“There really is no such thing as not working for someone. Everybody works for someone. A beauty salon owner depends on customers to come in to pay the rent on the building {mortgage or taxes}. She must pay for the electricity, the repairs etc. Everything about her business depends on customers coming in to get their hair done.”

I found this piece of information profound because I had never thought about it in this way.  When someone studies for an exam, they are not studying for themselves in the sense that they pick up a book and instantly understand what is being said. They first need to be taught by an instructor, they then take notes, and then they study those notes without having to be told, thus, they study on their own. The same applies to writing.  Sure, I can be my own boss and set my own hours, but there really is no such thing as an Entrepreneur in the sense that we make money all on our own.We do not make money on our own. What we do on our own that makes us Entrepreneurs is that we put in work. A Wal-Mart employee ultimately works for the owner, but as the owner, we work for ourselves. We put forth the work necessary to convince the public that our product is important enough to invest in. As a result, we get to set the terms and conditions necessary for the company to grow. That’s what we do. We put in work. We build.

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As I mentioned in a previous article: 4 Common Sense ways it will benefit you to Self-Publish”, Indie Authors actually put in more work than those who choose to publish traditionally. The reason is pretty much attributed to common sense: They must do everything themselves. For this reason, there are many Indie Authors who may not start off as educated about the book making process. They can be great writers, but they may not understand that the publishing industry is a little different than other businesses: there is a lot to learn. Without the power of a publisher behind us, indie authors are forced to become much more than just writers. We have to become business men and women. We need to have great communications and marketing skills and we have to be relentless in our quest to get our books seen. Indie authors have to do it all. There is no outside help. Sure we can hire an editor, but that comes at our own expense. We have to develop, or at least hire someone to develop, a quality cover; another expense that a traditional publisher would normally cover. Indie authors have to treat every day like a business day. They need both pre-publishing and post publishing plans, goals, and quality material that never wavers. All of this requires a lot of work and investment financially in order to be successful.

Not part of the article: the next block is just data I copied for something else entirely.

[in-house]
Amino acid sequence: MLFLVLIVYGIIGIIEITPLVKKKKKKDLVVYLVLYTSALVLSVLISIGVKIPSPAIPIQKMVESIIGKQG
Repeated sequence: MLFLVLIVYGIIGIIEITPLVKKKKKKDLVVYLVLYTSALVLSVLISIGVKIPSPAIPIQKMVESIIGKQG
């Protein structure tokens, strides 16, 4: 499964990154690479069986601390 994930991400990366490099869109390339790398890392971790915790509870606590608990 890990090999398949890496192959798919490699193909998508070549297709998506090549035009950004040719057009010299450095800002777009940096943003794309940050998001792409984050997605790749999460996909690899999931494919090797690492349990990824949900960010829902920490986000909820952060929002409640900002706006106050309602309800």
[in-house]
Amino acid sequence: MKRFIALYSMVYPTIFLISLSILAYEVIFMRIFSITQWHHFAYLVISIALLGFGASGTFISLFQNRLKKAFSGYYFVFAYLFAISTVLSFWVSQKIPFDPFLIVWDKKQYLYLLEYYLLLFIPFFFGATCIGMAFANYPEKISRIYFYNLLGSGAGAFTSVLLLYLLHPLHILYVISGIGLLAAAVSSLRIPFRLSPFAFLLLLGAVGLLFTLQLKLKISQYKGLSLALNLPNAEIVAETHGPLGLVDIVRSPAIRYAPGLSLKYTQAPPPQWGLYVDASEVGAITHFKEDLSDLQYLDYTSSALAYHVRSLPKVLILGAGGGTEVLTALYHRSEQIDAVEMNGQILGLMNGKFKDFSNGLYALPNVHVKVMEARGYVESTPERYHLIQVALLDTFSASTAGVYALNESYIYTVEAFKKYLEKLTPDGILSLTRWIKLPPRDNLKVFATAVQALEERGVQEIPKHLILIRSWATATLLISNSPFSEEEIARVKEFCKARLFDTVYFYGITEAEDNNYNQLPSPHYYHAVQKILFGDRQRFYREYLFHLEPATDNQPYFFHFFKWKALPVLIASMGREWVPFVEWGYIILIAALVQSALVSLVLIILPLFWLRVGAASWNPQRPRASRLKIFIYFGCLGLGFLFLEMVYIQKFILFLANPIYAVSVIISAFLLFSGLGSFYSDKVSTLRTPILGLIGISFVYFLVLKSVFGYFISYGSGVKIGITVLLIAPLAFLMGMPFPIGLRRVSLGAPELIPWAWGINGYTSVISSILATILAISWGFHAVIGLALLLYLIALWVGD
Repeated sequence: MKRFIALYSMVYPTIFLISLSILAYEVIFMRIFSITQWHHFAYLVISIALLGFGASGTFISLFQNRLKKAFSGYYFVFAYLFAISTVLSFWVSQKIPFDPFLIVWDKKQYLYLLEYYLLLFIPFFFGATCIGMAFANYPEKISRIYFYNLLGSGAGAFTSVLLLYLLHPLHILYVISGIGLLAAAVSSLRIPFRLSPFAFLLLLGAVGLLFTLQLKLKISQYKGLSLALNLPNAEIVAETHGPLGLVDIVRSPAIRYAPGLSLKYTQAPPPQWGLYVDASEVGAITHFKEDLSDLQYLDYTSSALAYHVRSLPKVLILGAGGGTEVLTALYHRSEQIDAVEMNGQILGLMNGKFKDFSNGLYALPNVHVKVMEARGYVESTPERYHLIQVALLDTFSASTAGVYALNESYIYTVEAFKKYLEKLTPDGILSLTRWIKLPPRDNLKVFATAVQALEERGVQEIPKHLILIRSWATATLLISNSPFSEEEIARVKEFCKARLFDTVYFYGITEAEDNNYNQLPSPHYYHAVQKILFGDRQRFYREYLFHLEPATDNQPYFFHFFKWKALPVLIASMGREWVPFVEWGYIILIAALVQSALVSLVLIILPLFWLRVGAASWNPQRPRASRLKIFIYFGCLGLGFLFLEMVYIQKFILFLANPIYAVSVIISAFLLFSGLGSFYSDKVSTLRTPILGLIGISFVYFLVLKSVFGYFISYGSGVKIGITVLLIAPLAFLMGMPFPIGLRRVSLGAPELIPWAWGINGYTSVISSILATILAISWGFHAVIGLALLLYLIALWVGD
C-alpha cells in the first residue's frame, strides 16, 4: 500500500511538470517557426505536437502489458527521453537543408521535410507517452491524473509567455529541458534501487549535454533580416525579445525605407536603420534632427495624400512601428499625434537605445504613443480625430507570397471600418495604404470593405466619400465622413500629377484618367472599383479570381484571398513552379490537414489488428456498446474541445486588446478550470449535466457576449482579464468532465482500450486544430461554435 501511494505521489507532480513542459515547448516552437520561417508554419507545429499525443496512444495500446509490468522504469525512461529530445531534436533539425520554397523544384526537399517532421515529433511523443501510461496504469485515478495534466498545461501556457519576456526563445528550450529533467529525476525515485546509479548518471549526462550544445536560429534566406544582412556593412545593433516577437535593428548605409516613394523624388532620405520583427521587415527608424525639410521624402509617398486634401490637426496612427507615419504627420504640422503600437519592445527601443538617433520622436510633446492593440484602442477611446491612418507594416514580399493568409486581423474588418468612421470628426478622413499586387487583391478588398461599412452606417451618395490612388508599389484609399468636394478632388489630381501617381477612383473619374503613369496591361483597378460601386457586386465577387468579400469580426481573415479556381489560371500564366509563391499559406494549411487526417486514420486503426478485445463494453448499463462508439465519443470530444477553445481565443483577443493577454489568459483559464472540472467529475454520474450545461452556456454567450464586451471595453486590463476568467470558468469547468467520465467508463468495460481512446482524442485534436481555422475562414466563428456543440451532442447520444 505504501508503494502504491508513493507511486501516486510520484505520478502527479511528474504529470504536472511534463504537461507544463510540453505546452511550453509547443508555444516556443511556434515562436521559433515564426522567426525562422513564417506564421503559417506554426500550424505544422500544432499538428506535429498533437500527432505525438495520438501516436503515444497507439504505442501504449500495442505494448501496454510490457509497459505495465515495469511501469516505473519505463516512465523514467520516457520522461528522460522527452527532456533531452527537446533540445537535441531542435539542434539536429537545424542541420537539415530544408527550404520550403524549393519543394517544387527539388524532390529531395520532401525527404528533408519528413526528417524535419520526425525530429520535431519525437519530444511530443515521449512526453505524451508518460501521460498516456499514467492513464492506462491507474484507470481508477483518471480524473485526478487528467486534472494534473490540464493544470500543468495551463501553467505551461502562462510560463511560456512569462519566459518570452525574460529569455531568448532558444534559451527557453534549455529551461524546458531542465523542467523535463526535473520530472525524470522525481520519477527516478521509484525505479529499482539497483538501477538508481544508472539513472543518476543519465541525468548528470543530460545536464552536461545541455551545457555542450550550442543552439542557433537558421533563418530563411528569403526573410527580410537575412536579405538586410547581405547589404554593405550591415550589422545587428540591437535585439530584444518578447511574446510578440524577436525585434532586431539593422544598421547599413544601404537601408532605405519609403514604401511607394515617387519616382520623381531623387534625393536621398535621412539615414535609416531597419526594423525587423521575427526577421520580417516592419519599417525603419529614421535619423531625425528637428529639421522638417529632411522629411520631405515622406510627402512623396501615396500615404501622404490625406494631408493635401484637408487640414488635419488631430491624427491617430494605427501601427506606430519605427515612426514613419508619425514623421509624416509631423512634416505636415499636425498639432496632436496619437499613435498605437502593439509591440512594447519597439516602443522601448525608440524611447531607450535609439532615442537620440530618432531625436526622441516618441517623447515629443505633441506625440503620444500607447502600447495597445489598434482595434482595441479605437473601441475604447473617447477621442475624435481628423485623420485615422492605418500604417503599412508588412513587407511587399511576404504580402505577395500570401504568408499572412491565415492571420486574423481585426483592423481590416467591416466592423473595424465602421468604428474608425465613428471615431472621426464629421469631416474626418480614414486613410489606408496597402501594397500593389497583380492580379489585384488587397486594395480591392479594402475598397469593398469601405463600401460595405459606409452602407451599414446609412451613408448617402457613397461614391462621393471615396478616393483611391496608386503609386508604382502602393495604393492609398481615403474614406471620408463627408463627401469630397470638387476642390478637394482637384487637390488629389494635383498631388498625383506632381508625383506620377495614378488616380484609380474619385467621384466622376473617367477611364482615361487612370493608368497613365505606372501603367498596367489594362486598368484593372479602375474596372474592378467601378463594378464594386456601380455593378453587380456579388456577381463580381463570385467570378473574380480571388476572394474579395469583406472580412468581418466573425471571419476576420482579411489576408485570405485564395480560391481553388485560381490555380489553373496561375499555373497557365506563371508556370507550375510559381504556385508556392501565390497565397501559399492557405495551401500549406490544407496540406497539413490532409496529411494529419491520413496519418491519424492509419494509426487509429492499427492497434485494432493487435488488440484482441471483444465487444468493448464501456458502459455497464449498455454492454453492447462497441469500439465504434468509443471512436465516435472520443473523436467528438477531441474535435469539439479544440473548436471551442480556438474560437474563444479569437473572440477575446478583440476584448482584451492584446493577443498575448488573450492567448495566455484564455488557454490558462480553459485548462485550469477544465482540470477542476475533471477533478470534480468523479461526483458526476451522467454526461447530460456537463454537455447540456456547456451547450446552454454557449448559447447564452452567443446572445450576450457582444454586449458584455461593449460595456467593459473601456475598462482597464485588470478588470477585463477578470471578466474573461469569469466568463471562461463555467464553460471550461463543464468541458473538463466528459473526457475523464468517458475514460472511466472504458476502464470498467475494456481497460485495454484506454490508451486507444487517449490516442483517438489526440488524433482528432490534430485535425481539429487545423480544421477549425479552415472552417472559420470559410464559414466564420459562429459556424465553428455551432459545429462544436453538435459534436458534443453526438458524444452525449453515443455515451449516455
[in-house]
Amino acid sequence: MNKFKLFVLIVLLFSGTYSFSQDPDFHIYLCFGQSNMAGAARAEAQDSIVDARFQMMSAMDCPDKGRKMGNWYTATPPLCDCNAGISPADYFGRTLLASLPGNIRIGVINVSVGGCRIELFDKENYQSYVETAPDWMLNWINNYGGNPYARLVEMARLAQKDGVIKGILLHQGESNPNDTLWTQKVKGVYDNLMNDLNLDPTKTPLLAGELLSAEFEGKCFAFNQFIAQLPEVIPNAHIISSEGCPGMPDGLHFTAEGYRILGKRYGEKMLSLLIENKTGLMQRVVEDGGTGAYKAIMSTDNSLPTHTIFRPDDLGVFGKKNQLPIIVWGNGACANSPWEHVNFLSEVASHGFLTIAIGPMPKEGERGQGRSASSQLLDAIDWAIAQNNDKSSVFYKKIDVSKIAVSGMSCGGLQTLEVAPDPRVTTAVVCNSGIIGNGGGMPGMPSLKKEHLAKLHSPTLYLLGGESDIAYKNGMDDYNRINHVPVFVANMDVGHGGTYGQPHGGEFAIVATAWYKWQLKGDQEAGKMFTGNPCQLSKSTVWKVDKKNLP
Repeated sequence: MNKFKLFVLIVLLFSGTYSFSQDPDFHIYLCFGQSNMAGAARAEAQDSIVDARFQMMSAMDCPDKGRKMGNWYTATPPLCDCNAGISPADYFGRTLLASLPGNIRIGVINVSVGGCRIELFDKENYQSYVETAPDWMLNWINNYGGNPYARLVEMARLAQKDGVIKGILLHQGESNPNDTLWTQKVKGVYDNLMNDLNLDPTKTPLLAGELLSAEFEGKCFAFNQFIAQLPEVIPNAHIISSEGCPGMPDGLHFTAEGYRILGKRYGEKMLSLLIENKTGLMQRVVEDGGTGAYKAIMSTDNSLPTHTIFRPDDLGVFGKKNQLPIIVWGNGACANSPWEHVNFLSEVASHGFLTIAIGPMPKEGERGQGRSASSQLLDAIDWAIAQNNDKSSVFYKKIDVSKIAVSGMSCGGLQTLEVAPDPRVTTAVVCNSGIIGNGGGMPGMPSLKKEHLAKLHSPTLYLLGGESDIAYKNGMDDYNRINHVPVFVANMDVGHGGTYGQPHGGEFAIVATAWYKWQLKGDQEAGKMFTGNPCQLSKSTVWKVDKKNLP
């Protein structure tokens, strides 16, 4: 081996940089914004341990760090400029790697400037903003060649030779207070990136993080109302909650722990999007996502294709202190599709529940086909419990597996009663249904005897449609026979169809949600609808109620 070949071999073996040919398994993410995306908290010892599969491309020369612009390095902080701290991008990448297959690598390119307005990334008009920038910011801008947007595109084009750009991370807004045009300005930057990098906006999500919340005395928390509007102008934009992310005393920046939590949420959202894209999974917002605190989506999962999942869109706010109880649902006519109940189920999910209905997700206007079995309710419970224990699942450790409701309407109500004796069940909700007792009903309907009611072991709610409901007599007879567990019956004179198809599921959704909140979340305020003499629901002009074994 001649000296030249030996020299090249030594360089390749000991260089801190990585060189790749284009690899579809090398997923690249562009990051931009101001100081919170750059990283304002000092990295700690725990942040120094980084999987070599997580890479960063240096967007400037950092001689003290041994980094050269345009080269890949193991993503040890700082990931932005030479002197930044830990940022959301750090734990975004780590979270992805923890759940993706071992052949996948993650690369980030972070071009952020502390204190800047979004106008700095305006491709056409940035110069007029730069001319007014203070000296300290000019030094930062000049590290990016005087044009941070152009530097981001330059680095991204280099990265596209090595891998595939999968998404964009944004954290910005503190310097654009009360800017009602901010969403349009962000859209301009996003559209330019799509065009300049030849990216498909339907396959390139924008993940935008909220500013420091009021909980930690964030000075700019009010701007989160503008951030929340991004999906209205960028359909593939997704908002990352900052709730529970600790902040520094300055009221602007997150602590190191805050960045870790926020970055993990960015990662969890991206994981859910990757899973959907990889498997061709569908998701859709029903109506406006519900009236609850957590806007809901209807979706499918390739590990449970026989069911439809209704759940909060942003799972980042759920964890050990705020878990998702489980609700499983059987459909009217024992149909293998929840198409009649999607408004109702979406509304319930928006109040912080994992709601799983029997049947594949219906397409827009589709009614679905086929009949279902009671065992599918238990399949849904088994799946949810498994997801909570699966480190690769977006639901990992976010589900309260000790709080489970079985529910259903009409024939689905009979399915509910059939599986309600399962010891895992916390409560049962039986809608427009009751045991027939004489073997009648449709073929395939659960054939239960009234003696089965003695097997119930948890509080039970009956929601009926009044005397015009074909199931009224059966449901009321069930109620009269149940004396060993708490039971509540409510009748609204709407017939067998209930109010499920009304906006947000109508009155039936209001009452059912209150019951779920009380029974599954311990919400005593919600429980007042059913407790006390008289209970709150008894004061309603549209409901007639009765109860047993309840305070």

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While success can be defined differently to each person, every Indie Author, or Self-Publisher has the opportunity to produce quality material, but they also have an opportunity to become much more than writers if they are willing to learn something from both the Self-Publishing AND the traditional publishing process. Self-Publishers are publishers after all, and if we continue to put forth both the time and monetary investment necessary to be successful, we can quickly tear down the negative connotations associated with this industry.

And it all starts with that workflow. So let’s keep it moving. It’ll eventually pay off. Hard work always does.


Yecheilyah Ysrayl is the YA, Historical Fiction author of The Stella Trilogy. She is currently working on her next book series “The Nora White Story” about a young black woman writer who dreams of taking part in The Harlem Renaissance movement and her parents struggle to accept their traumatic past in the Jim Crow south. “Renaissance: The Nora White Story (Book One)” is due for release spring, 2017. For updates on this project, sneak peek of chapters and the pending book cover release for this project, be sure to follow this blog and to subscribe to Yecheilyah’s email list HERE.